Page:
A ship's captain held captive by four pirates off the Somali coast has made a dramatic but unsuccessful escape attempt. Captain Richard Phillips is the first American ever to be captured by Somali pirates.
Phillips' wife shows a photo of the captain on dry land
Phillips leapt into the Indian ocean in a desperate effort to flee but was hauled back on board.
His ship, the 17,000-tonne Maersk Alabama and its crew, was briefly captured by pirates 500 kilometers (310 miles) off the Somali coast in the Indian Ocean on Wednesday. The crew managed to fight off the attackers. The pirates detained the skipper and are reportedly seeking a 1.5 million euro (US$2 million) ransom for his release.
Maersk Alabama is now sailing toward its original destination of Mombasa in Kenya. The United States military says extra ships are due to arrive in waters off the Somali coast this weekend to increase pressure on the Somali pirates to release Phillips. The USS Halyburton, a frigate carrying helicopters and guided missiles has already arrived.
Pirates take hijacked German ship towards standoff scene
More US warships are to join the USS Bainbridge destroyer
Two boats full of heavily-armed fellow pirates have taken up position near the four on the lifeboat, but are too nervous to come near due to the presence of foreign naval ships including the American warships.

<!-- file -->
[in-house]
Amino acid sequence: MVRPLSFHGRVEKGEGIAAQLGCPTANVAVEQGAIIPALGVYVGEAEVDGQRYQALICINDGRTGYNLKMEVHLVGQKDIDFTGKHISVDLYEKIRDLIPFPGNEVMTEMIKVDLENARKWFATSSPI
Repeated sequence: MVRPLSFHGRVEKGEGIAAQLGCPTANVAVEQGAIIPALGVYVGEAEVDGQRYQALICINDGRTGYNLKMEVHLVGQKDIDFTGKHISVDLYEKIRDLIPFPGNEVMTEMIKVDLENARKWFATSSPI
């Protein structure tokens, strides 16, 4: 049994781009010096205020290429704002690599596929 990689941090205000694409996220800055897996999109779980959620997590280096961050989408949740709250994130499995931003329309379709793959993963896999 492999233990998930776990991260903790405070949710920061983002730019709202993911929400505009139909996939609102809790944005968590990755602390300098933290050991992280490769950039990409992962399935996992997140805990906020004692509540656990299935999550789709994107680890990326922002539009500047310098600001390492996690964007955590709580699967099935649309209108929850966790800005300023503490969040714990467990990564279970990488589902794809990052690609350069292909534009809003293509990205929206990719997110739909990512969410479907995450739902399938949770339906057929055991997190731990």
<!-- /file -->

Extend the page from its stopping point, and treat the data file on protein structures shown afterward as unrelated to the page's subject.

"We are not afraid of the Americans," one of the pirates told Reuters by satellite phone on behalf of the pirates holding Phillips, far off the Somali coast in the Indian Ocean. "We will defend ourselves if attacked."
The pirates holding foreign crew on a a hijacked German ship are heading towards the lifeboat. A pirate source told Reuters that the pirates are counting on the fact that the Americans will not destroy the German ship."
Phillips is one of about 270 hostages being held at the moment by Somali pirates, who have been terrorising ships in the Gulf of Aden and Indian Ocean for years. Pirate gangs in 2008 seized dozens of vessels and collected tens of millions of dollars in ransom.
International efforts to stop piracy
Since April 4 this year, Somali pirates have hijacked a US container ship, a small French sailing yacht, a British-owned Italian-operated cargo, a German container carrier, a Taiwanese fishing vessel and a Yemeni tugboat.
Around 15 warships from the European Union, Russia, the United States, India and China are patrolling an area of about 2.85 million square kilometres. The pirates however are shifting their target areas further into the Indian Ocean to avoid the international patrols. The pirates can freely return to Somalia since there has been no functioning government in the lawless country since 1991.
Meanwhile French forces on Friday freed a private yacht captured by Somali pirates. One hostage and two pirates were killed in the rescue action. Four other hostages, including a child, were saved, while three other pirates were captured.